A walk in the Park

Lyme Park to be precise.


A few weeks ago, when we were having a spell of lovely weather, I took a drive through the peaks and up to Lyme Park to enjoy the sunshine! Now I have to be honest, I’m usually all about the houses when I go Trust visiting but I am so glad I took the time to wonder around the amazing gardens.



There is a lovely Orangery in the gardens where I sat for a while listening to the fountain, so calming. It has a lovely tiled floor and when I was there it smelled divine thanks to whichever plants they had flowering in there.



Outside the Orangery the tulips were out in bloom and they looked brilliant! Tulips are my favorite flowers, they are simple yet come in such a variety of lovely bold colours. We have had a lot at Hardwick at the moment and they’re such cheerful flowers.


I used to visit Lyme occasionally when I was younger and my brother and I used to run through rhododendrons, it was one of our favorite adventures, exploring and finding dens in the trees and bushes. It was nice to tread these paths again, around every corner there was something else to discover.


The whole park is so scenic, and the house looks great from every angle.



The house and gardens were built in an Italianate style, and the house has a strange design where there is a courtyard in the middle and the four sides tower above you. To top of the theme there are several Roman gods perched on the roof of the South Front.


The Italian gardens are beautiful, ever so neat and symmetrical, which really appeals to me. I don’t think I have even been so impressed by gardens as I was by Lyme’s (the beaming sunshine helped a huge amount I’m sure). They were blooming lovely! (I’m so sorry, I couldn’t resist).


Of course I did also venture in the house. Unfortunately due to a lot of their collection being loaned items you cannot take photos inside the house, which is a shame because there are some really lovely rooms and pieces I wanted to share with you.

The front door stands above a grand double staircase that leads into the Entrance Hall, where when we visited a volunteer was playing the piano. This added a layer of atmosphere to the room, but it was somehow stifled by walking almost straight from the front door into a rope sectioning off most of the room.

©National Trust Images/Stephen Robson

©National Trust Images/Stephen Robson

I think the Drawing Room was my favorite room, ornate but cosy looking furniture, a lovely ceiling and the most amazing stained glass window that would not have looked out-of-place in a cathedral. The library was nice as they had made replica furniture that people could sit on, and read a book if they wanted. These were made only a few years ago and yet already one of the armchair seats has worn through, a good example of why we can’t let everyone touch our collections! The images below shows the Drawing Room not quite how I saw it, but you can see the lovely features it has.

The Drawing Room

©National Trust Images/Nadia Mackenzie

However Lyme’s story did not really come across on my visit, which was a shame because from the snippets I saw it should have been a really emotive and interesting story of how the wars affected the Legh family and their estate. The tag line is ‘Lyme – the end of a golden era’ but there is very little information about this era on the tour of the house, and I didn’t get a sense of the people at all.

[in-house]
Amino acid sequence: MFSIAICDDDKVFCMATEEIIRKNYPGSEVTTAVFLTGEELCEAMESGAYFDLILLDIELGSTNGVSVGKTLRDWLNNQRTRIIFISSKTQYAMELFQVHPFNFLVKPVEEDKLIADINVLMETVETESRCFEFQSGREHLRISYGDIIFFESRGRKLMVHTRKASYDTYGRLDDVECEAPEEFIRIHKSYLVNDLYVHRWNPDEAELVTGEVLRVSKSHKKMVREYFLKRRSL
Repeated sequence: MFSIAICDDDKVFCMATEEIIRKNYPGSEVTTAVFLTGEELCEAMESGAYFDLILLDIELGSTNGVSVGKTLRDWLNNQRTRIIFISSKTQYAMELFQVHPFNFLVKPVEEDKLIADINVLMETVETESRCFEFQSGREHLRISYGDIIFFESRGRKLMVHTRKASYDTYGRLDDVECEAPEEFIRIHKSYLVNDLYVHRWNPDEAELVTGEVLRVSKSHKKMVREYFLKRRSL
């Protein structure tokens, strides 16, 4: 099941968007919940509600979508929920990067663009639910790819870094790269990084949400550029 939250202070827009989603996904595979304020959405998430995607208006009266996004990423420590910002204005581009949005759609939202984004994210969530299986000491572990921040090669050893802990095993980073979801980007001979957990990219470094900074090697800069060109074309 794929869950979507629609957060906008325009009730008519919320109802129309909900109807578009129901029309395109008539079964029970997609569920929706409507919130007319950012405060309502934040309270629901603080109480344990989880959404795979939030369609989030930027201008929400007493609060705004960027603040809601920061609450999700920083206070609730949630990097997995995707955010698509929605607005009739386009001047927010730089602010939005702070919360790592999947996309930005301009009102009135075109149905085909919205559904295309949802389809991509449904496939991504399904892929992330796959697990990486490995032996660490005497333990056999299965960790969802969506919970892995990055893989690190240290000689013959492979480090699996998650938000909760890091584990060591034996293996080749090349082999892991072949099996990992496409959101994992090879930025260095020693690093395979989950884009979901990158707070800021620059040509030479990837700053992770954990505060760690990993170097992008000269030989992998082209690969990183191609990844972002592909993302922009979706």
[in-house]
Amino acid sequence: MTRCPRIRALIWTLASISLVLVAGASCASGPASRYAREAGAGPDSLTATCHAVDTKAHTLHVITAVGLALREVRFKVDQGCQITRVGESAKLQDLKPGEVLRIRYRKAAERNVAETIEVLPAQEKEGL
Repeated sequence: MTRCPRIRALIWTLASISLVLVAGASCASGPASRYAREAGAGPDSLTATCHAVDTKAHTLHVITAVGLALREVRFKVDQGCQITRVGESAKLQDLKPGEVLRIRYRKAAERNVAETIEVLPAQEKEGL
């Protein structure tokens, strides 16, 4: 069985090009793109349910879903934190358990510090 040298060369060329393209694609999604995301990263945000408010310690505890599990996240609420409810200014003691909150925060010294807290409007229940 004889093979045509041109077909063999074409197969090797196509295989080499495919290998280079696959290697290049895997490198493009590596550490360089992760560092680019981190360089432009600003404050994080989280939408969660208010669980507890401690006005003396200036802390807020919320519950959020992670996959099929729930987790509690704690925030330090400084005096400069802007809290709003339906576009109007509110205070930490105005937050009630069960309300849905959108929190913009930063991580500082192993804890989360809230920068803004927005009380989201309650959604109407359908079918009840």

Edwardian me

The absolute highlight of the house had to be the Edwardian costume that visitors get the opportunity to dress up in. You can borrow and Edwardian outfit and wander around the house and gardens in it, which was of course right up my street! I really enjoyed my stroll as an Edwardian lady, I felt ever so glamorous. This is a fantastic feature for visitor engagement and well done to the team at Lyme for having such an ambitious idea and seeing it though!


I think a lot of work must have been done at Lyme in the last few years because the house I saw is very different to the one in the guide-book, which was last revised in 2012. The guide-book only touches on the fall of the estate and again does not tell the story that Lyme are aiming to share. The house was really lovely, I was just frustrated by seeing hints of a story I didn’t then get to find out any more about. I hope this projects is just at the beginning, and that over time this story will be more obvious in the house.


At the end of the day it was the stunning beauty of the house and park land that made an impression on me, and there is so much beauty to be found at Lyme Park.

Team Trip to Ickworth

The other week us Hardwick Chaps went on a research trip all the way down to Ickworth in Suffolk. It was very exciting to get to go on a team outing, and to tick another Trust property off my list. Warning: there are a lot of pictures bellow, it’s not my fault, there were just too many pretty things!



In visitor reception

Walking up the drive towards Ickworth I felt very exited. The building itself is amazing, a huge dome sitting in beautiful green gardens. The scale of the house is almost unbelievable, a real project of ambition and wealth!


Begun in the late 1790s by the 4th Earl of Bristol, a Bishop more concerned with his earthly possessions than his duties in Ireland. He built the house to display his collection of beautiful artifacts from all over the world, in an ‘instructional’ manner. The family maintained this passion for collecting meaning the house today feels more like a gallery than a home, and has some truly fantastic pieces.



Visitors enter the house through the side by the Orangery, and leave through the front doors. This felt quite unusual but it allowed for an introductory area before heading into the house through the servants quarters. I quite liked the introductory interpretation even though it felt a little bit like I was in a museum.


The introduction